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prior to the arrest of appellant. The instant facts do not prove it was "more-likely-than-not" that appellant had stolen the automobile. While we believe the evidence could have sustained a conviction for receiving stolen property, we find insufficient evidence to sustain appellant's theft conviction.
Judgment of sentence at No. 405 March Term, 1971 is reversed and appellant is ordered to be discharged.
Judgment of sentence at No. 406 March Term, 1971 is affirmed.
KAUFFMAN, Justice, concurring and dissenting.
I join in the majority's affirmance of appellant's conviction for unauthorized use of a motor vehicle. I would also affirm his conviction for larceny.
In making a sufficiency determination, we must view the record as a whole and accept as true all evidence favorable to the Commonwealth, with all reasonable inferences flowing therefrom. Commonwealth v. Ilgenfritz, 466 Pa. 345, 353 A.2d 387 (1976). When so viewed, the record reveals the following: On October 7, 1970, George H. Westcott ("Wescott") drove his 1965 Cadillac to his place of employment in Delaware County. Upon leaving work, he discovered that his car was missing and reported to the police that it had been stolen. On October 27, 1970, at 10:50 a. m., two Philadelphia policemen patrolling near the intersection of Broad Street and Lycoming Avenue saw appellant drive a Cadillac with a flat tire through a red light. In response to their signal for him to pull over, appellant drove across Broad Street and pulled into a gas station near the intersection. Appellant, who was alone in the car, had neither a driver's license nor an owner's card for the vehicle. The police noticed that the window on the driver's side had been broken and that the car's serial numbers had been obliterated. Further investigation revealed that the car was the one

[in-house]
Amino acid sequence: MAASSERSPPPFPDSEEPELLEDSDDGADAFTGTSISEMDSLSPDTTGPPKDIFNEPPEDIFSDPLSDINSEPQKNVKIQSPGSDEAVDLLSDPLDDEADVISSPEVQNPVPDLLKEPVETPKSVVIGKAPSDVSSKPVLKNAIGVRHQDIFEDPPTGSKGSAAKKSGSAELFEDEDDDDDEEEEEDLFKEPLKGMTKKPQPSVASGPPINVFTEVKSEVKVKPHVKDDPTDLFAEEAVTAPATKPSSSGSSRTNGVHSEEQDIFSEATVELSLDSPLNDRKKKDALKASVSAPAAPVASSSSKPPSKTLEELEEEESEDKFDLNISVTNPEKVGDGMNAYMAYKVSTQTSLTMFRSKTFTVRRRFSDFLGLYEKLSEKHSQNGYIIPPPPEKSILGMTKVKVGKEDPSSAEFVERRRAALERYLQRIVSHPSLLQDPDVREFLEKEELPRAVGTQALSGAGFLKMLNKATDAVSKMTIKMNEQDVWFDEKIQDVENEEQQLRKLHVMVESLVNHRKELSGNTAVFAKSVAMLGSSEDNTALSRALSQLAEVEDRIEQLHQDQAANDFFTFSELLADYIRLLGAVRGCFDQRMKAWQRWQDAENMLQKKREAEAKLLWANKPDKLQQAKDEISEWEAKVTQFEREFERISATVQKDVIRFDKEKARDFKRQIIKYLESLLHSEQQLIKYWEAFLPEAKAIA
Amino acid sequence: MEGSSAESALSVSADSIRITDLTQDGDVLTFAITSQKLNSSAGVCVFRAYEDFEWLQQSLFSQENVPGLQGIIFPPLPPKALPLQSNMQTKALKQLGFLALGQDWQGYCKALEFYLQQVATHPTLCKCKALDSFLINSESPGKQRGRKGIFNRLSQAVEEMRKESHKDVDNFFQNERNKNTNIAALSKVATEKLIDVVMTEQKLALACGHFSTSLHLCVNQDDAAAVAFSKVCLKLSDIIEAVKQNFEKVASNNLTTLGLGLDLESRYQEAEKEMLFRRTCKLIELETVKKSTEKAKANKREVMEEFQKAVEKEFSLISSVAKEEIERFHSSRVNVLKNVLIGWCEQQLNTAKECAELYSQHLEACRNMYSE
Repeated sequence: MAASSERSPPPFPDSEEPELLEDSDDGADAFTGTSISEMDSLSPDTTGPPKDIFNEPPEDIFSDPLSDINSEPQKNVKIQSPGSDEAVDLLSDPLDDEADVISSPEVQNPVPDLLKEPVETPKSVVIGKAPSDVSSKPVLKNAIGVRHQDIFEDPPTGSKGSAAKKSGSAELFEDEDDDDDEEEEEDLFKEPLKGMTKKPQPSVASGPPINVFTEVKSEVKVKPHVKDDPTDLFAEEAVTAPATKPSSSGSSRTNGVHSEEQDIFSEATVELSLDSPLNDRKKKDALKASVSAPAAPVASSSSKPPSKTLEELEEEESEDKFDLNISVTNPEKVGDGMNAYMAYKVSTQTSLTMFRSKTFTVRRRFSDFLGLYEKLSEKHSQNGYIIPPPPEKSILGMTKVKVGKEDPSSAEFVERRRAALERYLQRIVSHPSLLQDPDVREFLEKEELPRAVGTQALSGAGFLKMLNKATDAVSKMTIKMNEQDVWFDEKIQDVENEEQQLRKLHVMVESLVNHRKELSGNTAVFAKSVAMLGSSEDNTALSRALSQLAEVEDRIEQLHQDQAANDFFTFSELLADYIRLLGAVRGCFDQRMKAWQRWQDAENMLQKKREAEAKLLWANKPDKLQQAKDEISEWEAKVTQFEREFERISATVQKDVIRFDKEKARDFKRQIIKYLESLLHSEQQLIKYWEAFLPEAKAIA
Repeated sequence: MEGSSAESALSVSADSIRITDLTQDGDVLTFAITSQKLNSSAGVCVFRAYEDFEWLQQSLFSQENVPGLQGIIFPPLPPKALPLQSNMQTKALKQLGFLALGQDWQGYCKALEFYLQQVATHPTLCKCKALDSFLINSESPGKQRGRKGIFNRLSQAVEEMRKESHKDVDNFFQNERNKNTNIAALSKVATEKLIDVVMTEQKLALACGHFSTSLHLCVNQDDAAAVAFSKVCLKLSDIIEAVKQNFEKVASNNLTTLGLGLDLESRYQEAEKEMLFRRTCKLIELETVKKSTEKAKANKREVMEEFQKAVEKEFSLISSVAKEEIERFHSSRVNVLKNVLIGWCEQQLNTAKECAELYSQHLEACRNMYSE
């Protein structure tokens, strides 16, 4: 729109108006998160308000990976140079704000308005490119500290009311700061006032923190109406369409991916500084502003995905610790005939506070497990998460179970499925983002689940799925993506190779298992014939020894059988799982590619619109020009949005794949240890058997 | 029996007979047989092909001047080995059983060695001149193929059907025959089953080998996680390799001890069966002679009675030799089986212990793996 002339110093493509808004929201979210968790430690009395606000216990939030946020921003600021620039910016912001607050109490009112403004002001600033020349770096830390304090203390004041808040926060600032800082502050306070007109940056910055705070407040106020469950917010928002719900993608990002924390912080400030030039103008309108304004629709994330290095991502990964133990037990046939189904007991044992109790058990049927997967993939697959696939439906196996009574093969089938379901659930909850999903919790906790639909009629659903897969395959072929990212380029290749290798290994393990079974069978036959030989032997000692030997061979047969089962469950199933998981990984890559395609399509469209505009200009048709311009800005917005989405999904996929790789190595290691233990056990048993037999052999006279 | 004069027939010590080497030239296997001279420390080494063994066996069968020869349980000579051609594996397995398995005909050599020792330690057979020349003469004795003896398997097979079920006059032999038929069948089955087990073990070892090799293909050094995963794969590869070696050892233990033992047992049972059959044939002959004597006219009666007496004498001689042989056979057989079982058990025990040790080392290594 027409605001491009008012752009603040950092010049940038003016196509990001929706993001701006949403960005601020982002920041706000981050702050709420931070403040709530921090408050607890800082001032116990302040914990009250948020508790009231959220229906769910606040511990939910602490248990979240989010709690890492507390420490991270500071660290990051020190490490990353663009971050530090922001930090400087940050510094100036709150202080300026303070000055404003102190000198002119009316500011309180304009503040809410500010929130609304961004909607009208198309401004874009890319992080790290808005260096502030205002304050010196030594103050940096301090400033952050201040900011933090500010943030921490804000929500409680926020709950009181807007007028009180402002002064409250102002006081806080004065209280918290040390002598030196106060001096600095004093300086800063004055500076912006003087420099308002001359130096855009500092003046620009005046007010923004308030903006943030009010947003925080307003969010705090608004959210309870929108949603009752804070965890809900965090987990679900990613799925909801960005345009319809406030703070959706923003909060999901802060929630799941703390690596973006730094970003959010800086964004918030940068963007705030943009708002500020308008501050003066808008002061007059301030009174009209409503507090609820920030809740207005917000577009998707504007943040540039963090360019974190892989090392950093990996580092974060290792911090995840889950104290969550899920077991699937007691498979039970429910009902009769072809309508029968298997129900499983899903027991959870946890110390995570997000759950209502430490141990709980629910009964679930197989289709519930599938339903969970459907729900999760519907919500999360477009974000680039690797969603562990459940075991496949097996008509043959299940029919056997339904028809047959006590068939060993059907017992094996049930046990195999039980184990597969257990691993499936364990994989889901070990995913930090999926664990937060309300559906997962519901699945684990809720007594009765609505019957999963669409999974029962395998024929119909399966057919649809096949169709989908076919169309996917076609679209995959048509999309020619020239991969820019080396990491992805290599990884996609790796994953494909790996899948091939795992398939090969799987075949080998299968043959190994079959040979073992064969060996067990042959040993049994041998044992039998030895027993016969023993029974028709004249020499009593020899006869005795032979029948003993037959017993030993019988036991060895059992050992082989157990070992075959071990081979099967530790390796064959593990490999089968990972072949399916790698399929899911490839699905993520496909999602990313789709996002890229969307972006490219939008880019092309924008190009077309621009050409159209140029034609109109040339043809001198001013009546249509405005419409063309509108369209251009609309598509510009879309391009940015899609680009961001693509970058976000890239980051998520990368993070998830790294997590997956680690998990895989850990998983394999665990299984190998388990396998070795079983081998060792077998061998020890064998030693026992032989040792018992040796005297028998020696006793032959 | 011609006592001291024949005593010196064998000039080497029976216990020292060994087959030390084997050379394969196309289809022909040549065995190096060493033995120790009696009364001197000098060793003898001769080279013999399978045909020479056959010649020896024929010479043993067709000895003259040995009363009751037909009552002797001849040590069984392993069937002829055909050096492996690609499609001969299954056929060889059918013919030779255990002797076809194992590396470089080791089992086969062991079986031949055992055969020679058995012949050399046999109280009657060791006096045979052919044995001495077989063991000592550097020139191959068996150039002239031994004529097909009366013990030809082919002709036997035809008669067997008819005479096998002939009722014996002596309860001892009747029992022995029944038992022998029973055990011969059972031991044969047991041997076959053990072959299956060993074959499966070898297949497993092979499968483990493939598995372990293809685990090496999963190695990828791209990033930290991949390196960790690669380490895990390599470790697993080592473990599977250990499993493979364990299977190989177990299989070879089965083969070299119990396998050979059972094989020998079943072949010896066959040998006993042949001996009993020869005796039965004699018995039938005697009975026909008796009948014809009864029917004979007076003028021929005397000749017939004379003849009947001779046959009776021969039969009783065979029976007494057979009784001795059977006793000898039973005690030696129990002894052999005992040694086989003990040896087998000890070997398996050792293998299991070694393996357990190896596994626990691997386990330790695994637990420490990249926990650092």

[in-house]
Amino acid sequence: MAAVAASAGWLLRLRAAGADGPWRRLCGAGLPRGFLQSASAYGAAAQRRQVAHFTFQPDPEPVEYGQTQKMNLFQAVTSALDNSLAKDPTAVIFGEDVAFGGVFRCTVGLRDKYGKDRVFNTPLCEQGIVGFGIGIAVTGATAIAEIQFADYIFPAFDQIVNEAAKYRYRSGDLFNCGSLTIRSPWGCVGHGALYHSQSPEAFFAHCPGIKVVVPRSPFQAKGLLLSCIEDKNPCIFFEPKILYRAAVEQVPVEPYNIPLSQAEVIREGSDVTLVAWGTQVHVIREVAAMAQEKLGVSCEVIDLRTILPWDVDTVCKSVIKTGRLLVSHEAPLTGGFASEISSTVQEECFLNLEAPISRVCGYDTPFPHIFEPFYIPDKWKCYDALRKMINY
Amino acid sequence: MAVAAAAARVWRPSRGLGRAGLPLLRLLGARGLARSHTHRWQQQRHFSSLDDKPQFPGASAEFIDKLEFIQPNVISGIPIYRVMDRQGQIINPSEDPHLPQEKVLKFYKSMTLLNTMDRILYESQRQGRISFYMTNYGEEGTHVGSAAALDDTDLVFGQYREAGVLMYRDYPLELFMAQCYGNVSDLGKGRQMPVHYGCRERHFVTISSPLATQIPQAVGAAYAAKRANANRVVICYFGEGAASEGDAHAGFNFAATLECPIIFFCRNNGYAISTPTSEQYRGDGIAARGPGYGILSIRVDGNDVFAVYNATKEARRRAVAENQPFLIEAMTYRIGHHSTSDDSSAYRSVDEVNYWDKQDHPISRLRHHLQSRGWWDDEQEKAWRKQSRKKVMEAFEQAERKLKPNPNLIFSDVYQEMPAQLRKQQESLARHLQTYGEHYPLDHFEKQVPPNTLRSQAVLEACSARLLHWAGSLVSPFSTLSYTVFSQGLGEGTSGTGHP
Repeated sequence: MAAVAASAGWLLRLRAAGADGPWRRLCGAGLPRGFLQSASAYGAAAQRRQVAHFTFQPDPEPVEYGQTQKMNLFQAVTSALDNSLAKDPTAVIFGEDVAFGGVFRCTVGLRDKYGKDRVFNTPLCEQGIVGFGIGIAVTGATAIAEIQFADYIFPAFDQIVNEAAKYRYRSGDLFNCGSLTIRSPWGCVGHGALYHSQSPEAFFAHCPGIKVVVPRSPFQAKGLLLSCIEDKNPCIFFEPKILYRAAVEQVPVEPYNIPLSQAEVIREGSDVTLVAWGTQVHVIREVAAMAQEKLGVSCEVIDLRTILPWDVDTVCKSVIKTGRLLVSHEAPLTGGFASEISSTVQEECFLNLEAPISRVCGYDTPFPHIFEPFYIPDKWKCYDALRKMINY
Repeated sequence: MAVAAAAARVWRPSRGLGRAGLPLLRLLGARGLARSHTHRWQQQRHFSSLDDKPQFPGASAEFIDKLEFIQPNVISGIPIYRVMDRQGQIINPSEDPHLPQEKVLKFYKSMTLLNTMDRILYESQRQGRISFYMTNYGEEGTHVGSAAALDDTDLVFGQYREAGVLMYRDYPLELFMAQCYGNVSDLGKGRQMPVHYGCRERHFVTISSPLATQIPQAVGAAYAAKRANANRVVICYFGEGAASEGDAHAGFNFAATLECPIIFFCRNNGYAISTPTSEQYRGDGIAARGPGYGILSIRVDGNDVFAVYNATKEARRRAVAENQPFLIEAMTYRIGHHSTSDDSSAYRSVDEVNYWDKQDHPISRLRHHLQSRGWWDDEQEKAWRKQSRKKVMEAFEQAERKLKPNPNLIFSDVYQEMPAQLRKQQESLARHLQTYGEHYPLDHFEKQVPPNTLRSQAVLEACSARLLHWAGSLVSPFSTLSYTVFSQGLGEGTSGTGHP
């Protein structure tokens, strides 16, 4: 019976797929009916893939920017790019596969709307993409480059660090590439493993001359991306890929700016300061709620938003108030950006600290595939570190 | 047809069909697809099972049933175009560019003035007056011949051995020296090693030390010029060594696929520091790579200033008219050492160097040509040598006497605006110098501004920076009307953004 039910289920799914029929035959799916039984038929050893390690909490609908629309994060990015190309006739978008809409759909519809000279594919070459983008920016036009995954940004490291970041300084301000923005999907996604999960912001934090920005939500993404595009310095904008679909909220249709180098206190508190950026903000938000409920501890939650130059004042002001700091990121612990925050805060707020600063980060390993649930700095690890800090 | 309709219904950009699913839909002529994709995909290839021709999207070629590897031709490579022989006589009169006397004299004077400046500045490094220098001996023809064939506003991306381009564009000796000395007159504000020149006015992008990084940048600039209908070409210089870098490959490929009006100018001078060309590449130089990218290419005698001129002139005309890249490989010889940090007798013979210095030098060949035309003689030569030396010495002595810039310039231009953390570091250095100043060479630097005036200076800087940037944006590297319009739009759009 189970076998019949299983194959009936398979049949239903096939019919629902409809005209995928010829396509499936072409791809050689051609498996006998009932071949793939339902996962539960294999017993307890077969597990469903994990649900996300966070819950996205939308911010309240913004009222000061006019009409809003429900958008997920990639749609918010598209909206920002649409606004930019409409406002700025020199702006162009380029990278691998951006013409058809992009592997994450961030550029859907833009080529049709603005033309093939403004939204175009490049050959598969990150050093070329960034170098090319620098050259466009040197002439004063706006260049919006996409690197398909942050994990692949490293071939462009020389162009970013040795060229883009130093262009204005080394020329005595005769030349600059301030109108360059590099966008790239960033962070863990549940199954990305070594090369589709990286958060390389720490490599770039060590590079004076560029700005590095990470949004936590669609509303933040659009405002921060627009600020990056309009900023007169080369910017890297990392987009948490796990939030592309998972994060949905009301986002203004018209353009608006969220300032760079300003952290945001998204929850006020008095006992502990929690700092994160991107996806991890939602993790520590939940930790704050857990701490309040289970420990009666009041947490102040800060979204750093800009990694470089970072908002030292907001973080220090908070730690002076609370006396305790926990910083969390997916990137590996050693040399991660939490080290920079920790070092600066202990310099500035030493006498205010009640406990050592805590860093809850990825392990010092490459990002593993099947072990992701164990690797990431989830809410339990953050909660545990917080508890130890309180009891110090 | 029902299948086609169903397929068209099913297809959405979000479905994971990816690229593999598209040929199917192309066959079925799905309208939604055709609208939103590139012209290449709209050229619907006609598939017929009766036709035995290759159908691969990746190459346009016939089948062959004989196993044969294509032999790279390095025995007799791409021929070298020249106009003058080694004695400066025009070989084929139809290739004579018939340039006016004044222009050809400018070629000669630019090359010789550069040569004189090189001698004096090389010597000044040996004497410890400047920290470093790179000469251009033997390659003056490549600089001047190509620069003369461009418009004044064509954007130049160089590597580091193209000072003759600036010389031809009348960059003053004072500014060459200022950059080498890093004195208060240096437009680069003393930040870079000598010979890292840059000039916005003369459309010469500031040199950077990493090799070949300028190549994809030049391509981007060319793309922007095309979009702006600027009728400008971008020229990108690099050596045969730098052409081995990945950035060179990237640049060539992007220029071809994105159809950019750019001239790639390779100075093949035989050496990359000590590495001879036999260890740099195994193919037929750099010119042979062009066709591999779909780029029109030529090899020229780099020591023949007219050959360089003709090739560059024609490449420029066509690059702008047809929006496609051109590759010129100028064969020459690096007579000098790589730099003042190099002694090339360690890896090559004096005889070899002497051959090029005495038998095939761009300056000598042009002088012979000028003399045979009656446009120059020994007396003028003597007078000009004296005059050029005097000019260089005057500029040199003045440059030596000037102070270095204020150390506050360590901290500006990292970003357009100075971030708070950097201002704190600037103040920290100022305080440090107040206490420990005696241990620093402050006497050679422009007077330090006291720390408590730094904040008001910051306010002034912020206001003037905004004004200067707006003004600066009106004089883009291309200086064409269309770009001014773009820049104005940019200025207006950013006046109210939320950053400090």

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that Wescott had reported stolen. Appellant was arrested and charged with larceny, receiving stolen goods, and operating a motor vehicle without the owner's consent.
When he recovered his vehicle two days later, Westcott observed that it had been vandalized: the trunk, front fender, and driver's window had been smashed; the air conditioner and radio had been partially removed; the leather seats had been slashed; the horn rim on the steering wheel had been broken; the car's new tires had been replaced; the ignition had been tampered with so that any key would start the vehicle; visible signs remained that showed the ignition lock had been forced. Westcott testified that the car had been in near-perfect condition and that it cost almost two thousand dollars to repair. He further testified that he did not know the appellant and had never given him or anyone else permission to drive his car.
Appellant's explanation of his actions was rejected by the jury below, apparently because his testimony was inconsistent, contradicted, and uncorroborated.*fn1
The majority concludes that there is "not a single iota of evidence" to support appellant's larceny conviction. (Supra at 509.) I disagree.
In Commonwealth v. Shaffer, 447 Pa. 91, 288 A.2d 727 (1972) (plurality), we considered whether the evidence was sufficient to sustain a conviction of larceny and concluded that a defendant's possession of stolen property could give rise to an inference of guilt. Four factors were considered:
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The lapse of time between the crime and the discovery of the property; the type and kind of property; the amount and volume of the property; and the ease in which it may be assimilated into trade channels.